if the water pump is OK and all the pipes are flowing freely then the next step is to check that there's nothing in front of the radiator to impede incoming air and if the issue only occurs at low speed or in traffic then check that the cooling fan is coming on as it should by shorting out its relay

If this is all OK then its possible that you may need a new radiator

you can do a crude flow test by removing the rad from the vehicle, standing it on 1 end and then fill it with a hosepipe jammed into 1 end

you should get at least 8-10" of water height / head where its flowing out of the other pipe

if its just a trickle then replace the rad or have it re-cored

Customer: replied 1 year ago.
I had the radiator replace roughly six months ago
Customer: replied 1 year ago.
Also the air pump and cooling fan are switching on when required also no issue with fan belts etc
Expert:  Matt replied 1 year ago.



if the fan is working and its not using water and the water pump is flowing through all lines and the rad is new then I'd next use a thermal probe to confirm that the engine is really getting hot and you don't have a faulty temperature sensor

the rad water pipes should be about 90 to 95 deg C

Customer: replied 1 year ago.
Yeah I thought about that too but when the needle hits the red I pop the hood and check and the coolant in the reservoir is literally boiling and the the engine is hot, so it's definitely not a temperature sensor issue any other ideas
Expert:  Matt replied 1 year ago.

OK so if its genuine then its got to be a lack of flow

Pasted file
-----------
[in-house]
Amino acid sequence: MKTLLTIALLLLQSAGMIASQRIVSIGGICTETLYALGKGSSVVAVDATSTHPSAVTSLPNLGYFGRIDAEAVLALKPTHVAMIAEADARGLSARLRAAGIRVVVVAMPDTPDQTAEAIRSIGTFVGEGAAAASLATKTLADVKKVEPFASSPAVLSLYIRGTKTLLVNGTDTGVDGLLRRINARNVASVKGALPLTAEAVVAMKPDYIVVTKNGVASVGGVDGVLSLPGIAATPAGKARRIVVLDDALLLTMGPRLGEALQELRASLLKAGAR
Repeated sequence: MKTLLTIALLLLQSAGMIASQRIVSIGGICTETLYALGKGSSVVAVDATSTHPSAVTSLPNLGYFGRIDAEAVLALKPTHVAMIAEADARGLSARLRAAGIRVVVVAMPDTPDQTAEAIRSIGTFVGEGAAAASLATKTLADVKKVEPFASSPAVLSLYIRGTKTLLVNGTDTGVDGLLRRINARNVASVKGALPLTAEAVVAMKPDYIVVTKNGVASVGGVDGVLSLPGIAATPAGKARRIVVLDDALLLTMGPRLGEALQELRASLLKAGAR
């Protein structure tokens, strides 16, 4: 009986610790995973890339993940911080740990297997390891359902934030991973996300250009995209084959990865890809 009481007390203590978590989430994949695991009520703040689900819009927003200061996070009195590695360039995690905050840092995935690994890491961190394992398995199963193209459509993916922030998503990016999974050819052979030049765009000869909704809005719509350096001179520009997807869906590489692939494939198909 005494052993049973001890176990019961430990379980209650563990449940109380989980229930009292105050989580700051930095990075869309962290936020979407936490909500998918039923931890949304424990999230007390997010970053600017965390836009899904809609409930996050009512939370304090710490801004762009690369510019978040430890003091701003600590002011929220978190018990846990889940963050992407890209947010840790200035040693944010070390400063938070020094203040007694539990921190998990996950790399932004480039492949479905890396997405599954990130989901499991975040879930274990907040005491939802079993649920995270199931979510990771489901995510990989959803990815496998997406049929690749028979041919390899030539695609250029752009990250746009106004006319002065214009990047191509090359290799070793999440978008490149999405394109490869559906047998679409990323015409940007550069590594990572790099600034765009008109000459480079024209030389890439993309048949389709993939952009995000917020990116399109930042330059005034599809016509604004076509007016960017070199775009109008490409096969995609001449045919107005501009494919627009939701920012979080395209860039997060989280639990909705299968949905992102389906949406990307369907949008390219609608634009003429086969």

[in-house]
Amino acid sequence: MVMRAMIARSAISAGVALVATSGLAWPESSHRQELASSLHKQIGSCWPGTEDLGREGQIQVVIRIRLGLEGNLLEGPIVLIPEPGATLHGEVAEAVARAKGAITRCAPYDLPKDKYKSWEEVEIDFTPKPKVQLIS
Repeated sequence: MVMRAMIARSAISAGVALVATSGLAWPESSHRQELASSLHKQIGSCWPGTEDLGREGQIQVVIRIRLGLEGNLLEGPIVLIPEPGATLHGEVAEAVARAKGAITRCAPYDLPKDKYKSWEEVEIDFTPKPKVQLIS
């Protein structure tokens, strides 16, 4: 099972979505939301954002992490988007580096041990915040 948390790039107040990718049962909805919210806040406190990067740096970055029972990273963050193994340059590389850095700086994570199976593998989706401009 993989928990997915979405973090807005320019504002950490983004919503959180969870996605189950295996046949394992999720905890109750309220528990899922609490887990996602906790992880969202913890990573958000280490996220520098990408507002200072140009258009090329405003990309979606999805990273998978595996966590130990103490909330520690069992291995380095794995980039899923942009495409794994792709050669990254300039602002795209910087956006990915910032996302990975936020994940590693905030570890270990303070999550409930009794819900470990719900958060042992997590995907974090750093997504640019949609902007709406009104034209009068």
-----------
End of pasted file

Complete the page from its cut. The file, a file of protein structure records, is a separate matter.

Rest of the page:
what would be worthwhile is to remove the thermostat entirely and run it without

as I've known new thermostats to be faulty on occasion

Customer: replied 1 year ago.
I will give that a try, would that affect the heater? As it still just blowing straight cold
Customer: replied 1 year ago.
How long do I run the car without, and I'm unsure if it will help cos it only over heats while driving not while idle even if I rev it
Expert:  Matt replied 1 year ago.


thanks for the extra information

if the heater is cold have a feel of the two pipes that run out of the engine and through the bulkhead as they should both be warm if not then there's an air lock or a lack of flow

or the heater matrix is clogged up and will need flushing directly with the hose

but you can drive the car for as long as wish with no thermostat

if it cures the overheating then you know it needs replacing

if it makes no difference I'd be considering a new water pump

Customer: replied 1 year ago.
Is the heater matrix the same as the heater core? As I flushed the heater core and it was pretty clean, also the top hose on the radiator is really hot and the lower one is cold? So it most probably Wil be air then can you confirm where the air relief screw is
Expert:  Matt replied 1 year ago.


yes matrix = core

I'd agree an airlock is likely

usually the air bleed screw is on the end of the radiator , at the top and there may another on the inlet manifold

this video should help

Expert:  Matt replied 1 year ago.


do you still need help?